Different types of oral implants

If you are an adult who has missing teeth, during the last few years you may have come across the idea of the restorative and cosmetic procedure known as an oral implant.

Affixed to your jaw and fusing over around 3 to 6 months, oral implants can help you return the strength of your bite and also help you with gripping food without the use of dental adhesives.

The implants themselves are made from titanium and depending on how many teeth you are having restored, you may require anywhere up to 8 implants to be fitted in your mouth. While this all sounds relatively simple, when you are opting to have an endosteal implant fitted, there are some exclusion criteria which can make you unsuitable for this common implant type. And so, you may need to learn a little bit more about the other options that are available on the market today.

Without further ado, here is a very brief guide to the four most commonly used types of dental implants Melbourne.

dentist on operation

Endosteal implants

An endosteal implant is the most commonly used option and is one that is suitable for people who have a healthy jawbone that is not succumbing to any signs of disease or degeneration. This implant is made from titanium and is fitted to the jaw via a very simple surgery. It will take around 3 to 6 months to fuse to the jaw, and can support up to 5 prosthetic teeth, but it is commonly used as part of single tooth restoration.

Subperiosteal implants

If you have lost a lot of jawbone potentially due to age or disease, then you will likely be suitable to have a subperiosteal implant fitted. Interestingly, this option does not involve drilling into the jaw and fusing per se. Instead, it will involve your dental team making some very precise incisions and lifting your gum off the jawbone. After this, a fitted metal frame is placed over the jaw and this will have protruding metal posts, which will act as the anchor points for the prosthetic teeth.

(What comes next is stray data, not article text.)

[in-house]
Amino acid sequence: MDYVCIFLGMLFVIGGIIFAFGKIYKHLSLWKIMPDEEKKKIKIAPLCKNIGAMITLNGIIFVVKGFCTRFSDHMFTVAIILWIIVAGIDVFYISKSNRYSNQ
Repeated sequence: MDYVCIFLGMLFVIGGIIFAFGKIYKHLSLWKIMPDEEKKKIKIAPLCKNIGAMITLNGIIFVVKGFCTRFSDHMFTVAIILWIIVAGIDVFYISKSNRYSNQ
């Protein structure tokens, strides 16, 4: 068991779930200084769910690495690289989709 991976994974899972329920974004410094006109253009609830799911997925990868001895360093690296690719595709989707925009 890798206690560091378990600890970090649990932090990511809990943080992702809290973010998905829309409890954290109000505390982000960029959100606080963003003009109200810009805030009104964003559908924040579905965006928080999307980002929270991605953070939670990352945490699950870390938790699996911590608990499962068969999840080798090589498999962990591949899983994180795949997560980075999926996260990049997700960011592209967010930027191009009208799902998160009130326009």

Your gum will be sewn back together and, as soon as the gum line has healed in around 2 to 4 weeks, you can have the prosthetic teeth attached.

Zygomatic implants

If you are looking to have implants fitted on your upper jaw but have lost a lot of bone, then your dentist may suggest zygomatic implants. These implants are three times longer than standard endosteal implants and, as the name suggests, they are fitted to the zygoma bone rather than the jaw itself. So a hole will need to be drilled through your jaw and into your cheekbone, which is where this implant will fuse. The fitting time itself will be longer and the fusing time for a zygomatic implant takes on average 7 to 9 months.

Mini implants

Mini implants are also ideal if you are having a single tooth restored and do not have a lot of jawbone to support an endosteal implant. They are in essence miniature versions of the endosteal option and are also a lot thinner, but surgery will still be required to fit them, it will just not be as invasive. Because of their smaller size, they take less time to fuse, but they are also a little bit weaker and cannot support as many prosthetic teeth as an endosteal implant can. So, they are only suitable for supporting a maximum of 2 prosthetic teeth at a time.


Any surgical or invasive procedure carries risks. Before proceeding you should seek a second opinion from an appropriately qualified health practitioner.

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